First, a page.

Movie Review: The Voices

In The Voices, Ryan Reynolds delivers a convincing role as the mentally unstable Jerry, a dorky over-eager factory worker. He shows a wider range of acting that his previous roles couldn’t allow him and pulls it off. The rest of the cast is also great, with Gemma Arterton as the British hottie he pines for and Anna Kendrick as the down to earth gal he unexpectedly ends up with.

Unfortunately, solid performances aren’t enough to make it work. The Voices is too horrifying to be funny yet not suspenseful enough to be a horror.

Let me explain.

The first part of the movie is a dark-comedy about Jerry’s struggle with schizophrenia. As the movie title suggests, he hears voices. One is a Scottish accent from an orange tabby named Mr. Whiskers who is the instigator. The other is a dull nasal voice from a mastiff named Bosco who is a benevolent supporter. While their interactions are interesting, it’s a predictable take on the angel and devil on your shoulder. People with accents are evil and cats are assholes.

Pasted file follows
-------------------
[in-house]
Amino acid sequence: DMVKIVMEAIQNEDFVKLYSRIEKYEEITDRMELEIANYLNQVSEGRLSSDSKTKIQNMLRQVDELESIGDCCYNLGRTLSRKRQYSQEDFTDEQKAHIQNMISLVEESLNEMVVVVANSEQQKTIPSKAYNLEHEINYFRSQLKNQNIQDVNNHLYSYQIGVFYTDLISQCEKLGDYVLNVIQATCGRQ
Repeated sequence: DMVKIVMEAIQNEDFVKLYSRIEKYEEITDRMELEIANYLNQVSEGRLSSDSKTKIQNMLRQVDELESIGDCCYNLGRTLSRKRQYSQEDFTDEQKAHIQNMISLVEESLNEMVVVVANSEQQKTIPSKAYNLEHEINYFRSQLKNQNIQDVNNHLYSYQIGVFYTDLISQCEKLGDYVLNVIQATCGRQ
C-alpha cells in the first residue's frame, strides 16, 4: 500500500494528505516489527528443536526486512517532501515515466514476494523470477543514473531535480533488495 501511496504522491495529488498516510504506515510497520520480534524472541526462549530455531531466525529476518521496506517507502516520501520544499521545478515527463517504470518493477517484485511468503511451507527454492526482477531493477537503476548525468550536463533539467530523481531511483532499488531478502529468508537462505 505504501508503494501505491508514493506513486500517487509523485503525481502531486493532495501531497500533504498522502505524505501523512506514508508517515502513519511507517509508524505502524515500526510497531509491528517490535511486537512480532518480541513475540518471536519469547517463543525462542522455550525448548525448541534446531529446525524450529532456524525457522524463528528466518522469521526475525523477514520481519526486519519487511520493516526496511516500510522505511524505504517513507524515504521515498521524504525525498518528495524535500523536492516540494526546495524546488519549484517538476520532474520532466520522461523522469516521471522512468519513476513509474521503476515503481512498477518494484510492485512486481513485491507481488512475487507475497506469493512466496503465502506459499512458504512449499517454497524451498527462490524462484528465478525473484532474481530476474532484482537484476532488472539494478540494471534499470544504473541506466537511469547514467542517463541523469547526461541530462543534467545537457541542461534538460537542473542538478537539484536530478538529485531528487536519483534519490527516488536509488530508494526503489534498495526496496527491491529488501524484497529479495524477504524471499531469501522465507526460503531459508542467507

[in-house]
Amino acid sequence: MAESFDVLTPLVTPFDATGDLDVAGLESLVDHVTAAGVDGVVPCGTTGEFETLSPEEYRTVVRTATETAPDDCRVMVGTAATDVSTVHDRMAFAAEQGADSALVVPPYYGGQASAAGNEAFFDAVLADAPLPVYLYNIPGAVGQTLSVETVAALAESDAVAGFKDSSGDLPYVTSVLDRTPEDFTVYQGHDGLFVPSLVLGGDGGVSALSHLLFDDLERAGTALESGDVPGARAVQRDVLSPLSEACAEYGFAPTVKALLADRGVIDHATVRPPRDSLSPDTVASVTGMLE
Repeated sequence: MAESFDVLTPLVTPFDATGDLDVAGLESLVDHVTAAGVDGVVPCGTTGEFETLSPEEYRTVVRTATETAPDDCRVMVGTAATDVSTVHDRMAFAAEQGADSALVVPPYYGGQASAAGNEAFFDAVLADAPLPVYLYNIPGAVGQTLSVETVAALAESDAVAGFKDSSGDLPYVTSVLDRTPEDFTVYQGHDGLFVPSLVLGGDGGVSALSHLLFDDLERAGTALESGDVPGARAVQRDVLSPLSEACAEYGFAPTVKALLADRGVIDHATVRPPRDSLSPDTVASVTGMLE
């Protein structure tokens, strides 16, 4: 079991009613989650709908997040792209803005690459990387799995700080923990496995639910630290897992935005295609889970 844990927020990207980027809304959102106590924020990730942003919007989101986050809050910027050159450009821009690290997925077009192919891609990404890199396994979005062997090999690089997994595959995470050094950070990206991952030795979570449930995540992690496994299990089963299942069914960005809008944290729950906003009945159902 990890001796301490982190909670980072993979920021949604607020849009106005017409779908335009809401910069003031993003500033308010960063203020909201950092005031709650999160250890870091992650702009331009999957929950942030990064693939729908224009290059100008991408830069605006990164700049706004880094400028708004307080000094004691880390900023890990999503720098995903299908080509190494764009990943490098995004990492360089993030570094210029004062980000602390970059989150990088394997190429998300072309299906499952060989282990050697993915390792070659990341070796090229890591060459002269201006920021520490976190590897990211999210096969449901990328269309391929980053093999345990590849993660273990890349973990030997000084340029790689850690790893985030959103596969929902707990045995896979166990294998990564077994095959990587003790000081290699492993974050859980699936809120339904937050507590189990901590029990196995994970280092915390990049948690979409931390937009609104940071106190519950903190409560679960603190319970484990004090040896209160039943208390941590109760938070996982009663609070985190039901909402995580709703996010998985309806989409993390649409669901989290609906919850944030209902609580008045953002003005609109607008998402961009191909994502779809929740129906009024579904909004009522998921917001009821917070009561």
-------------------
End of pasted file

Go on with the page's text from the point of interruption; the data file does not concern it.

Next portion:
Just when we’re about to root for the guy, the second part flips the script. The movie turns into a gory horror through bloody set-pieces that have no suspense.

While Jerry is aware of his situation, taking his medications would also force him to deal with the stark reality of his condition. Once again we’re subjected to the crazy killer trope where mental illness is used as an excuse for murderous thoughts. The generic childhood trauma didn’t add any depth nor context to the voices Jerry hears.

The Voices wants to be ironic (further emphasized through the sing and dance number in the end credits), but ends up being uneven – the quirky stylized not so funny dark-comedy of a lonely bachelor doesn’t mesh well with an unsatisfying bloody horror of a crazy dork. The movie can’t decide what it’s supposed to be and doesn’t offer anything memorable either way.

The Voices


Ryan Reynolds delivers a career highlight performance, but it's not enough to save The Voices from its inconsistent tone and offensive premise.

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